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The Daily Wildcat

The Daily Wildcat

 

Criminalizing immigrants dehumanizes people

What it means to be a human being in the state of Arizona is being redefined in ways that are becoming incomprehensible. As basic as it sounds, being human here is difficult. Though you might easily resort to calling that claim dramatic, I assure you it is. It’s nothing less than a dramatic infringement on our political consciousnesses as students and for surrounding local communities.  

The legislators cut funding from our universities and public schools first before military spending, dismantling the right to an equitable education. Access to health care isn’t even an option to many, but the accessibility of firearms bumps Arizona up to the trendiest American-Dream preservationist.  

The ultimate taboo, though, always comes down to immigration. It either gets left out of conversation because there’s a Republican in the room who believes people choose to die crossing the border, or others who are unsure of how to discuss it. There just aren’t any transparent connections to an explanation that makes sense to both sides.

We have to learn to be critical thinkers before political advocates. Beyond the debates of immigration, there is a bigger machine that causes us all to blame each other before we blame the real trigger of disagreements. It’s here, right in Arizona. It’s called the private prison industry.

Back in October 2010 in a story covered by NPR reporter Laura Sullivan, two men showed up in Benson, Ariz., to sell private prisons to Glenn Nichols, the Benson city manager. In the article, “”Prison Economics Help Drive Ariz. Immigration Law,”” these two men were there to sell a prison specifically for undocumented women and children.

“”They talk about how positive this was going to be for the community,”” Nichols said, “”the amount of money that we would realize from each prisoner on a daily rate.”” Heads became bounties for private prison companies while we blame the wrong people.

The minds of greedy private prison industry companies split apart any human connection to how absolutely insane the idea of making money off of criminalizing women and children really is.

It was no issue for these prison companies to find ways to use their new business model. All they had to do was call up their friends at the Arizona Legislature. Politicians discussed how they could profit by criminalizing human beings first.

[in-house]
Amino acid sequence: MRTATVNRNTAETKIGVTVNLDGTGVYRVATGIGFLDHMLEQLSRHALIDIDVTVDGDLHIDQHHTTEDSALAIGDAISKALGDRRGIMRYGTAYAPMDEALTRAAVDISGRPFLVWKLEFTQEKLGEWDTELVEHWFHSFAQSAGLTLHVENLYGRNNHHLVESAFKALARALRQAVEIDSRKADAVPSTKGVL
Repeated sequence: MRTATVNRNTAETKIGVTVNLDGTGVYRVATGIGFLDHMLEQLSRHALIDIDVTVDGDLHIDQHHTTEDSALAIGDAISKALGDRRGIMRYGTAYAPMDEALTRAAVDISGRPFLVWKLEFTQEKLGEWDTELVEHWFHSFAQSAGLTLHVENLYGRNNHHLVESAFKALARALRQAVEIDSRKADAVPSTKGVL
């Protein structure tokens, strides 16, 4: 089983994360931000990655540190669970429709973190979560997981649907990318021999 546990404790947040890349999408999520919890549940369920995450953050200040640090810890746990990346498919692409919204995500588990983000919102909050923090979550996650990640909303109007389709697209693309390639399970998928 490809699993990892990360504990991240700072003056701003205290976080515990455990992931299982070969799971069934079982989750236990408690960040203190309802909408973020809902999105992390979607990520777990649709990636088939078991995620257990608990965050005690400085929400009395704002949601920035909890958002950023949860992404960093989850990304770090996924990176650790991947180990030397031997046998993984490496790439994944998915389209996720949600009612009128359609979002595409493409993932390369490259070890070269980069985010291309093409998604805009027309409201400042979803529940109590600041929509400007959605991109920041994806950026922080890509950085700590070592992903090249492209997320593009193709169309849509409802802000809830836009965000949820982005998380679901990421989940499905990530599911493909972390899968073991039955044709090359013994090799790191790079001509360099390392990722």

According to In These Times, an independent newsmagazine, “”Over the past several years private-prison companies Corrections Corporations of America (CCA) and the Geo Group, through their work as members of the American Legislative Exchange Council (ALEC) and through their ties to the Arizona Legislature and the office of Gov. Jan Brewer, have had ample opportunities — and obvious intent — to ensure the passage of S.B. 1070.””

Remember S.B. 1070? It has become the staple of disparity in making money off of humans in Arizona. Being brown means something more in the times we’re in. Being brown in Arizona was the first provision of this bill. And it seems we’re still blaming a border wall.

It’s not about the crime of being undocumented in the U.S. It’s finding ways to ignore the internal issue of having that population already embedded in our country’s history and present. It’s about understanding the issue of immigration as something we have to actually invest intellectual thought in and not just utilizing the color of skin to make it easier to find the so-called criminals.

Even if you’re a conservative student who believes we should have laws like S.B. 1070, the lobbyists you support are still not looking out for your “”safety”” or “”benefit”” by having such a strict immigration bill. They’re looking out for the checkbooks. They put up the “”securing the border”” front to gain your votes so they can use private prison contractors to lock up people that look exactly like me even for a way to make profit.

Before you think Arizona politicians are actually out to help you, even as a student at the university, think twice. They’re not. And you have the right to know that, just as I have the right to be the color I am without being fearful of being identified as anything less than human.

We are all human, which is the common denominator we never include in our discussions. Make the discourse critical, and we will eventually find a real solution without criminalizing people.

— Elisa Meza is a junior studying English. She can be reached at letters@wildcat.arizona.edu.

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